In terms of feeding them, I like feeding them guppies/goldfish/ghostshrimp once in a while :D keep them on top of their toes. But that is a bit risky unless you know where to get them, i.e. breed them urself, or have a friend who breeds them. Normally i rotate their diet during the week, and they consist of the following; scallop, shrimp or prawns, and mussels (all deshelled), as well as bloodworms. I MAY in a sense be spoiling them......haha but yeah thats' their diet. Its easy to get them to eat from your hand. On a side note though, the rule of thumb isn't "if it doesn't look like it will fit in their mouth, they can be placed with the stingray. I once got a frontosa before, and i believe that there was no chance it would fit into the ray's mouth but when i awoke the next day, the frontosa was gone, the stingray was happily burried under the sand, with a huge bump on its stomach. I think the rule is.....if it can fit under the disc...think again.

Hope this was helpful :D
 

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Discussion Starter #9
Thanks again!!! So much info and it's great! You have totally motivated me to seriously consider this...but I would ideally like to start them in a bigger tank...just to be fair to the rays. Thanks for the links as well!!! You guys are so nice!

Oh ya and one more question....are any of them venomous, and if so, how harmful can they be??? Thanks again!
 

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Thanks again!!! So much info and it's great! You have totally motivated me to seriously consider this...but I would ideally like to start them in a bigger tank...just to be fair to the rays. Thanks for the links as well!!! You guys are so nice!

Oh ya and one more question....are any of them venomous, and if so, how harmful can they be??? Thanks again!
i was just wondering , what fish have you kept in the past ? :D
 

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It says he has cichlids and puffers right now. Big jump though from these fish to rays. Make sure you do a WWW search to on goole etc.... to get more info.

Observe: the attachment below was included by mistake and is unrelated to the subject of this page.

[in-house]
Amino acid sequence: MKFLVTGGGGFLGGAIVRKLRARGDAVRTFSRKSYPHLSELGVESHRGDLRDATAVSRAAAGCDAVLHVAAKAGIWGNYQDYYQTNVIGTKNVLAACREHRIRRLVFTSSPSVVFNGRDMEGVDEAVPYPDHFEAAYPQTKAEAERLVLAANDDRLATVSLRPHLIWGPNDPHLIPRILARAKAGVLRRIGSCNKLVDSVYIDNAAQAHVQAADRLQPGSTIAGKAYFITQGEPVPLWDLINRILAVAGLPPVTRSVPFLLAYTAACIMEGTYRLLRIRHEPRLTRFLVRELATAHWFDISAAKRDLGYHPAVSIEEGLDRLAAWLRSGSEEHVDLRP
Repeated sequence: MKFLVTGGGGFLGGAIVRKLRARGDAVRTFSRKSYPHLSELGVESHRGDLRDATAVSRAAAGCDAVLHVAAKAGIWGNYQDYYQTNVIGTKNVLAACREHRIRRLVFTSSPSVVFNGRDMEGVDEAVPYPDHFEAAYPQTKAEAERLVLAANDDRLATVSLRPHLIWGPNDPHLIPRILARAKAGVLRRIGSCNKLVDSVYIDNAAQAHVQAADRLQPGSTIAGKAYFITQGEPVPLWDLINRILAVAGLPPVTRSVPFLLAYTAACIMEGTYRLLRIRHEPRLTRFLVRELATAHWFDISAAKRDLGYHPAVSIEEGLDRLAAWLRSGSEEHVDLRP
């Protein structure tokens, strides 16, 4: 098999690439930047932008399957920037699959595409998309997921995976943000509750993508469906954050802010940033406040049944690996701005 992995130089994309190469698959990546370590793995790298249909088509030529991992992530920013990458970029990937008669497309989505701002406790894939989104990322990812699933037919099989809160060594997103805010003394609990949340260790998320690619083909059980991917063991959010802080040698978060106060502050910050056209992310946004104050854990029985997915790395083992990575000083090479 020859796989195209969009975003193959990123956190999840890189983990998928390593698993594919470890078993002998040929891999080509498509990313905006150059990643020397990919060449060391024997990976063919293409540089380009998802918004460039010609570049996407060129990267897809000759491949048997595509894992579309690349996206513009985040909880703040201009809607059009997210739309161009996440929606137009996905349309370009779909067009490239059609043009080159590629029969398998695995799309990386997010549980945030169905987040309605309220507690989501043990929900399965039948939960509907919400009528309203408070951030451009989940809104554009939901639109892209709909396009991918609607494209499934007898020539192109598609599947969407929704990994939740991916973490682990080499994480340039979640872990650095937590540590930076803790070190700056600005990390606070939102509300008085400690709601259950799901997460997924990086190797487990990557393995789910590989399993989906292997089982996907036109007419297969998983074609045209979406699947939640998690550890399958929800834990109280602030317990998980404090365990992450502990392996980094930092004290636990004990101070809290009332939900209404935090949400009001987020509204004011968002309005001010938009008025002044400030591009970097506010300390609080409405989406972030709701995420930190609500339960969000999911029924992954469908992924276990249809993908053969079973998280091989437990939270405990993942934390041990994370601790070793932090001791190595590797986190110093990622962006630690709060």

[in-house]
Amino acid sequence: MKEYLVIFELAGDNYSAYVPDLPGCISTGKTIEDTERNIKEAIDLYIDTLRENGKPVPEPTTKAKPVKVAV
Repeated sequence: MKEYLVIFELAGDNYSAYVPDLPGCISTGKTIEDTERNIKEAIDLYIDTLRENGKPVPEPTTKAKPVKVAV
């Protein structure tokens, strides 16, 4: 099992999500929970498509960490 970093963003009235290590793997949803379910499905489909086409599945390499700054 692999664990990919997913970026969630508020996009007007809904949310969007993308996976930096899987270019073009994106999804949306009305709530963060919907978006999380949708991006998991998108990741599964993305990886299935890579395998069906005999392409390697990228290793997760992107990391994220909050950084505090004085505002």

ya thats why i asked :rolleyes:

they are not for any newbies ,, good luck tho

:cool:
 

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Well its really about learn from mistake. You can also learn and keep at the same time. I keep flower horn and aro before and I do jump right into ray. There is always people here to help or site for info, the only thing is you got to be really into it, no matter what happen don't just ignore it or get rid of it right a way. Keeping is easy, feeding is the hard part.
 

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Discussion Starter #14
I have a few african cichlids right now. I've also had a community tank with neons, mollies, danios, and platy's etc. It's really quite addicting and I'd just love to have a big tank with something amazing in it...plus I love animals of all kinds..lol.
 

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If you have the space, money and time I say go for it. Just do lots of homework beforehand and make sure you are frequenting a few commendable ray forums. Just make sure you are aware of the extra time involved for feeding live/frozen, extra water changes, etc.

And whatever you do, UNDERSTOCK until you know what you're doing! The best safety net is always understocking!!!
 

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Yes i'm definitely doing my research that's for sure, I want to know as much about them as possible before diving in. I don't want to commit to something if i'm unsure or don't think I have the experience. I have a house full of animals as well, 2 dogs, sun conure, malaysian golden geckos, fire belly newts...plus my fish...lol, so I definitely love animals of all kinds.
 

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It says he has cichlids and puffers right now. Big jump though from these fish to rays. Make sure you do a WWW search to on goole etc.... to get more info.
What's wrong with that? I don't think the stingray would mind eating those, it is true that they are bony, but you'll be sure that the stingray has a good jaw.